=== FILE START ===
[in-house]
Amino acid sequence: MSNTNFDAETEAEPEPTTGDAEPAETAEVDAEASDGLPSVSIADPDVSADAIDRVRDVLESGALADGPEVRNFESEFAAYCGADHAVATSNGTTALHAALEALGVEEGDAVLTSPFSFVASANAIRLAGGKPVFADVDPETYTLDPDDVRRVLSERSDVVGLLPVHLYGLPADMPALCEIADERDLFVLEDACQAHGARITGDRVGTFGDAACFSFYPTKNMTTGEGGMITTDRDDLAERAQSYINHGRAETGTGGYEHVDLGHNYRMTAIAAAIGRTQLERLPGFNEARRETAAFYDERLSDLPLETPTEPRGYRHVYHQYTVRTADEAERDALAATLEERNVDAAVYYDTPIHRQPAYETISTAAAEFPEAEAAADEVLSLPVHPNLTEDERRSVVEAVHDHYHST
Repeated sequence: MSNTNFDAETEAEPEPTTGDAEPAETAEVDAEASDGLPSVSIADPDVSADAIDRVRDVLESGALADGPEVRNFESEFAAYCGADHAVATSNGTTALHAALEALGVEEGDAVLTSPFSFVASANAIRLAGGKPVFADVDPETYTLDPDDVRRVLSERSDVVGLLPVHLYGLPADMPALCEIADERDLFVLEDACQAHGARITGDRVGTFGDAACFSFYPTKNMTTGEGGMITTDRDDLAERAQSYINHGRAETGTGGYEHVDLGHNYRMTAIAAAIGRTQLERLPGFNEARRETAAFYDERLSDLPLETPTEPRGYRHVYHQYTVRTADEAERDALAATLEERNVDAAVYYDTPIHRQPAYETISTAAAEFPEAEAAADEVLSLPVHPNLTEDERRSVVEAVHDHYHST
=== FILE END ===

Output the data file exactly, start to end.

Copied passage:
[in-house]
Amino acid sequence: MSNTNFDAETEAEPEPTTGDAEPAETAEVDAEASDGLPSVSIADPDVSADAIDRVRDVLESGALADGPEVRNFESEFAAYCGADHAVATSNGTTALHAALEALGVEEGDAVLTSPFSFVASANAIRLAGGKPVFADVDPETYTLDPDDVRRVLSERSDVVGLLPVHLYGLPADMPALCEIADERDLFVLEDACQAHGARITGDRVGTFGDAACFSFYPTKNMTTGEGGMITTDRDDLAERAQSYINHGRAETGTGGYEHVDLGHNYRMTAIAAAIGRTQLERLPGFNEARRETAAFYDERLSDLPLETPTEPRGYRHVYHQYTVRTADEAERDALAATLEERNVDAAVYYDTPIHRQPAYETISTAAAEFPEAEAAADEVLSLPVHPNLTEDERRSVVEAVHDHYHST
Repeated sequence: MSNTNFDAETEAEPEPTTGDAEPAETAEVDAEASDGLPSVSIADPDVSADAIDRVRDVLESGALADGPEVRNFESEFAAYCGADHAVATSNGTTALHAALEALGVEEGDAVLTSPFSFVASANAIRLAGGKPVFADVDPETYTLDPDDVRRVLSERSDVVGLLPVHLYGLPADMPALCEIADERDLFVLEDACQAHGARITGDRVGTFGDAACFSFYPTKNMTTGEGGMITTDRDDLAERAQSYINHGRAETGTGGYEHVDLGHNYRMTAIAAAIGRTQLERLPGFNEARRETAAFYDERLSDLPLETPTEPRGYRHVYHQYTVRTADEAERDALAATLEERNVDAAVYYDTPIHRQPAYETISTAAAEFPEAEAAADEVLSLPVHPNLTEDERRSVVEAVHDHYHST